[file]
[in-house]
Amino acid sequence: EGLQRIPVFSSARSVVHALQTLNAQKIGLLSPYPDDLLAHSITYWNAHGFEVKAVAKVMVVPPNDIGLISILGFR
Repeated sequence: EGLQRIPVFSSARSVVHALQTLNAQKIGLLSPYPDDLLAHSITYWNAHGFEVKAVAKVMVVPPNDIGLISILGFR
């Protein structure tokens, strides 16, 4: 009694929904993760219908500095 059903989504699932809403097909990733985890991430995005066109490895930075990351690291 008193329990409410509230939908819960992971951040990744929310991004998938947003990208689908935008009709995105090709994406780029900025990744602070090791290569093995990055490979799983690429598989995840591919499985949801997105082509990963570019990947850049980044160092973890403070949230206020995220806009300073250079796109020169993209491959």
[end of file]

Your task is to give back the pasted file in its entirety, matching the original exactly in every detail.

[in-house]
Amino acid sequence: EGLQRIPVFSSARSVVHALQTLNAQKIGLLSPYPDDLLAHSITYWNAHGFEVKAVAKVMVVPPNDIGLISILGFR
Repeated sequence: EGLQRIPVFSSARSVVHALQTLNAQKIGLLSPYPDDLLAHSITYWNAHGFEVKAVAKVMVVPPNDIGLISILGFR
């Protein structure tokens, strides 16, 4: 009694929904993760219908500095 059903989504699932809403097909990733985890991430995005066109490895930075990351690291 008193329990409410509230939908819960992971951040990744929310991004998938947003990208689908935008009709995105090709994406780029900025990744602070090791290569093995990055490979799983690429598989995840591919499985949801997105082509990963570019990947850049980044160092973890403070949230206020995220806009300073250079796109020169993209491959």